8 Uncommon Foods and How to Eat Them Right
Are you bored of eating the same fruits and vegetables day after day? Looking to try something new? The following foods are bursting with nutritional benefits and are loaded with minerals and vitamins. They are very versatile for many delectable dishes and can easily be found in your local grocery stores.
The kumquat is similar to the orange; however, it is much smaller and more oval in shape. Kumquats are rich in vitamin C and fiber. It can be eaten raw or try boiling it for about 20 minutes to soften the skin before eating. Choose ones that are firm and free of bruises. You can eat the soft skin and it can even be sweeter than the fruit inside. Kumquats are a great addition to salads, especially salads with bitter tasting greens as they complement them with their sweeter taste. They can also complement many meat dishes as a part of a sauce or you can dip them in chocolate for a tasty treat. They stay fresh for five to six days on the counter or for two to three weeks in the fridge.
Okra is most commonly used in the popular dish gumbo. It is rich in many nutrients including fiber, vitamin C, folate, calcium, and potassium, and it’s also full of antioxidants. Okra leaves are commonly used as a thickener for soups or chopped and added to stir fries. The leaves can be cooked similar to how dandelions are and the seeds have been used as a substitute for coffee. Okra has similar properties to the eggplant and therefore is sometimes substituted for it.
Persimmons are the national fruit of Japan and have grown to be well-liked around the world. They appear similar to a tomato but with a bright orange color and their taste are sweet and delicious. They are a source of fiber, vitamin A, and potassium. They can be easily enjoyed as a fresh snack, with or without the skin, or incorporated into salads, rice dishes, sauces, jams, or purées. Choose ones that are firm and free of any markings or bruises. They only keep for a few days or can be frozen fresh and then enjoyed as a sherbet once partially thawed.
4. Swiss Chard
This leafy green is considered a “superfood” since it is very rich in vitamins A and K, with less than 35 calories per cup. It contains an abundance of carotenoids that help prevent macular degeneration. Swiss chard can be easily prepared, either by sautéing it with a bit of garlic, lemon juice, and olive oil or incorporating it into a salad. I also like to wrap a fresh piece of salmon in Swiss chard—it keeps the fish tender and moist. To do so, sprinkle the fish with a little bit of oil, lemon juice, garlic, and salt and pepper to taste, and broil it in the oven for 15-20 minutes.
Guava is a tropical fruit bursting with nutrients. It is full of fiber, vitamin C, folate, and some other B-vitamins as well as being rich in antioxidants. Its high content of pectin makes it a great component of jams, jellies, candies, preserves, and marmalades. It is typically eaten raw, with skin and all, just like an apple. It can be used in salads or consumed as a juice.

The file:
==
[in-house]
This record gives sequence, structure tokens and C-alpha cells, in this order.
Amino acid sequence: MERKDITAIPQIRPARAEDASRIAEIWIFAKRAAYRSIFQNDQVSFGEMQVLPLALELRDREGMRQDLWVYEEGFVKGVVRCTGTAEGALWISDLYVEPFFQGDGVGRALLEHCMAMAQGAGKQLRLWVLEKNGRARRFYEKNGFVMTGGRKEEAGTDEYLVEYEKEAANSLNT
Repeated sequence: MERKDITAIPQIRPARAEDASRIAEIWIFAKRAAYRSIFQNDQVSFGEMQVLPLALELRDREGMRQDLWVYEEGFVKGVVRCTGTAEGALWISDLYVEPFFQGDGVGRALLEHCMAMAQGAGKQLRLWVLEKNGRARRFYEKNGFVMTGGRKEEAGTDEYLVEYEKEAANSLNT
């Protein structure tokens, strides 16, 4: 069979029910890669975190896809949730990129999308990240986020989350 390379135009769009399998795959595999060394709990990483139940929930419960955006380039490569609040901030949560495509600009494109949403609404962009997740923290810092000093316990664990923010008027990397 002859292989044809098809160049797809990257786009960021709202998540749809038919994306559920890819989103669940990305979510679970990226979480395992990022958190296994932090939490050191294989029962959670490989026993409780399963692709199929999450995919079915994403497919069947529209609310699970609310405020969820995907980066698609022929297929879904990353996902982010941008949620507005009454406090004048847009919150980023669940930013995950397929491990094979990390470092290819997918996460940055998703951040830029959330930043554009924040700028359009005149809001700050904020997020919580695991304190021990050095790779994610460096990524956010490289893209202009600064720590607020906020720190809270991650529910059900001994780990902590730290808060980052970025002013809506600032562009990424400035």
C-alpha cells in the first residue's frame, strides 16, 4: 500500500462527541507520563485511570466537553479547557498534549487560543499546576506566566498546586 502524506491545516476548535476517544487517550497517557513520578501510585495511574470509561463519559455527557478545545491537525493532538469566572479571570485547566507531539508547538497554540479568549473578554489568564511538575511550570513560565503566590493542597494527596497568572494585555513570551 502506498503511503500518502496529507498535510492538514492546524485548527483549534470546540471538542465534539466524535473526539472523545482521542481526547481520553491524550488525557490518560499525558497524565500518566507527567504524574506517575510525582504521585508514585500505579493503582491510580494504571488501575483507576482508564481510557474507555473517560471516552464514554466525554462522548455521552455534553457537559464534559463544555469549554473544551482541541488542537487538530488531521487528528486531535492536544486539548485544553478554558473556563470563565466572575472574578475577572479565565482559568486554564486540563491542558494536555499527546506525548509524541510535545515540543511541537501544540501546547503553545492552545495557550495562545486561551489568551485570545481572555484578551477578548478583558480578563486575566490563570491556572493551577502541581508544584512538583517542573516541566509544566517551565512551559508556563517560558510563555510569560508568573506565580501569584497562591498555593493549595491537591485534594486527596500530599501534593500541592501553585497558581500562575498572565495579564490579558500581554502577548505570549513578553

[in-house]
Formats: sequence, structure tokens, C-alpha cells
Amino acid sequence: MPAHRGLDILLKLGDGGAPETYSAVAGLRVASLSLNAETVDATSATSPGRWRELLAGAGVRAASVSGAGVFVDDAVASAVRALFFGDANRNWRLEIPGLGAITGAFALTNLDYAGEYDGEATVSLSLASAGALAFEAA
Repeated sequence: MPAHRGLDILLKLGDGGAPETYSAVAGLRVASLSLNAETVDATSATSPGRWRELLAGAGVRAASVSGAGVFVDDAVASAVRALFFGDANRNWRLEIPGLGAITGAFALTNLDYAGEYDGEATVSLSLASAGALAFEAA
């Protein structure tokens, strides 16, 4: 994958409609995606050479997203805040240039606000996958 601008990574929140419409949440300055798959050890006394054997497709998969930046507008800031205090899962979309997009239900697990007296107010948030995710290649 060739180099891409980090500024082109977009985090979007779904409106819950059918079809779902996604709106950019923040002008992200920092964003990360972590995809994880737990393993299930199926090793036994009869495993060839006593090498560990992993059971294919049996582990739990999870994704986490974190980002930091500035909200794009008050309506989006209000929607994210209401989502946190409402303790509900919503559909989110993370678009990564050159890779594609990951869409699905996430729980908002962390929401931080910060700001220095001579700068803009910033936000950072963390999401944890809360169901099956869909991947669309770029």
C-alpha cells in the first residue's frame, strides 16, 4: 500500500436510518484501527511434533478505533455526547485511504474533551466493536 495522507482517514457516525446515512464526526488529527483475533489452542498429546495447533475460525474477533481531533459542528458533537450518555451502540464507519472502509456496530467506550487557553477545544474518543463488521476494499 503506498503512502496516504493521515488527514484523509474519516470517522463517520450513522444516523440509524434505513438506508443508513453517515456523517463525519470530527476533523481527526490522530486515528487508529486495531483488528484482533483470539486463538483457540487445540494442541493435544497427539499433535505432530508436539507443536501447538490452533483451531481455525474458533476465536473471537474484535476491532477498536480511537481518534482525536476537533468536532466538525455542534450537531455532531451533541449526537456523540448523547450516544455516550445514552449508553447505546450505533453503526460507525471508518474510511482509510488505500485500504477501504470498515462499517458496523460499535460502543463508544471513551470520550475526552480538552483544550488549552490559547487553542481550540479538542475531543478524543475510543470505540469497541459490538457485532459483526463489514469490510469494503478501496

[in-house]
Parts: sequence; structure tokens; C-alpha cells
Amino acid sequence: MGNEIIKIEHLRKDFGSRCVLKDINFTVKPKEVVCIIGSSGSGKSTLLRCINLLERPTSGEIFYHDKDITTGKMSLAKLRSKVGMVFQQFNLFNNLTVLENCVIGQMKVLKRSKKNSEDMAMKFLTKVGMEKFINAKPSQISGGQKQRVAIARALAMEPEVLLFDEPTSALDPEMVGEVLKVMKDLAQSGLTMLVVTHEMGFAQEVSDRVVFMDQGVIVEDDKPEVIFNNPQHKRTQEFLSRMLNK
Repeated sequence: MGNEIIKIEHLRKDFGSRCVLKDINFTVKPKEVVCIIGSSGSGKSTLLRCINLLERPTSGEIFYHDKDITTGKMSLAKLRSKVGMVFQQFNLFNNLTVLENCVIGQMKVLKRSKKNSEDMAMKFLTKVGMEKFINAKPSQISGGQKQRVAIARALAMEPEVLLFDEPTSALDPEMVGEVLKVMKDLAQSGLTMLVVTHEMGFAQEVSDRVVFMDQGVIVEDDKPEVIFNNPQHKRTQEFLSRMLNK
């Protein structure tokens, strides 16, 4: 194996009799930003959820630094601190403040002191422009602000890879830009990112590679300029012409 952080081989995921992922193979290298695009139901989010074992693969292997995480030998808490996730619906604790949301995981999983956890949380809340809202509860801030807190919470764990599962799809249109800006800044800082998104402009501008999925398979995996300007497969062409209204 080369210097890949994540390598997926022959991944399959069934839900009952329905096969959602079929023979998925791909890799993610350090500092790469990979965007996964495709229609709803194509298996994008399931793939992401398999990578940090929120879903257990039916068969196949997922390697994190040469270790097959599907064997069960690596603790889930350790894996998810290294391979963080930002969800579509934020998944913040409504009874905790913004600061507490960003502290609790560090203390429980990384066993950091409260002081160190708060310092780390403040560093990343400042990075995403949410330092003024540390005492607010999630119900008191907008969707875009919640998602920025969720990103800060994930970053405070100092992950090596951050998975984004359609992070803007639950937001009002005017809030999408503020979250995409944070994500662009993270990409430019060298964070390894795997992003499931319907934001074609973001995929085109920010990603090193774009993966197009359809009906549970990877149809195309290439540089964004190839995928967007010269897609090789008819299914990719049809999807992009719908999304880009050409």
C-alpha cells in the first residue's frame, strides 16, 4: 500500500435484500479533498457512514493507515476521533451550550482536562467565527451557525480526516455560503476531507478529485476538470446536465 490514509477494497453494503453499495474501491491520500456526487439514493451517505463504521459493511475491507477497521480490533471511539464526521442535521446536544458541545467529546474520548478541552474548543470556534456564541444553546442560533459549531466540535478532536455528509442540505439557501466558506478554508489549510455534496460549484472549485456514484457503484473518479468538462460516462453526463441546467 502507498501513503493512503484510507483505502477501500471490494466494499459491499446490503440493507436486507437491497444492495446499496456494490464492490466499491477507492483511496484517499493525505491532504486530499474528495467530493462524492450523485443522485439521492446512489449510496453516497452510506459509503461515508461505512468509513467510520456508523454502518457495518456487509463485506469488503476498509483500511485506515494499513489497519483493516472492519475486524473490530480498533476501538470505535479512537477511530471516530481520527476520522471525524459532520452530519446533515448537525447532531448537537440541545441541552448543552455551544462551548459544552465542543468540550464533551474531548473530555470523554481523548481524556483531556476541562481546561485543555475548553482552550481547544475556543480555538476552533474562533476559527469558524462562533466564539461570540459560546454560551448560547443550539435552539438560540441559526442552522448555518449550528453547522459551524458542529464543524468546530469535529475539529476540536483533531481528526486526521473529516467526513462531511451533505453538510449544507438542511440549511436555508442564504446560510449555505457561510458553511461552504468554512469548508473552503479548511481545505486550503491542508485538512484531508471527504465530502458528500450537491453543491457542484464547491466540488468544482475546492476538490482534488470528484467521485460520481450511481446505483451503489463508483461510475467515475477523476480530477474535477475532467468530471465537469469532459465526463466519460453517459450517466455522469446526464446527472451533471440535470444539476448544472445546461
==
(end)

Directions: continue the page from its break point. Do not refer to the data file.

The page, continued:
These are usually found along other leafy greens in your local supermarket. They are often overlooked but shouldn’t be, as they are a great source of vitamins A and K, folate, and fiber! They are a great addition to a salad or can be used in many recipes.
In just 10 sprigs, these have enough vitamin A and over half of the recommended intake of vitamin K to meet your daily needs, with less than five calories. Watercress are rich in antioxidants, which help fight against heart disease and cancer. They can be used in salads, sandwiches, soups, sauces or to add that finishing touch and used as a garnish.
This sweet tropical fruit is bursting with flavor with its crunchy and juicy texture, similar to that of a grape. Choose ones that are bright in color or slightly green, as they will ripen within a couple days. Once they start to brown they tend to get bland and soggy. These fruit can be consumed raw, incorporated into salads or cooked and added to sauces. One fruit only contains about 30 calories, some fiber and is low in sugar content (which does not increase as it ripens). It contains potassium, vitamins A and C. It is also rich in many antioxidants. Do watch out, though, as it is high in oxalic acids which can be harmful to those prone to kidney stones and kidney failure.
Instead of eating the same fruits and vegetables every day, branch out and try these eight uncommon healthy foods to your next meal!
Chang, J.M., et al., “Fatal outcome after ingestion of star fruit (Averrhoa carambola) in uremic patients,” American Journal of Kidney Diseases: The Official Journal of the National Kidney Foundation 2000; 35:189-193.
Metro, “Kumquat,” Metro website 2013; http://www.metro.ca/conseil-expert/jardinier/panier-fruits/agrume/kumquat.en.html, last accessed July 10, 2013.
Metro, “Okra (Gumbo),” Metro website 2013; http://www.metro.ca/conseil-expert/jardinier/panier-legumes/legumes-fruits/gombo.en.html, last accessed July 10, 2013.
Metro, “Persimmon,” Metro website 2013; http://www.metro.ca/conseil-expert/jardinier/panier-fruits/fruits-exotiques/kaki.en.html, last accessed July 10, 2013.
United States Department of Agriculture, “USDA National Nutrient Database,” Agricultural Research Service, December 7, 2011; http://ndb.nal.usda.gov/ndb/search/list, last accessed July 10, 2013.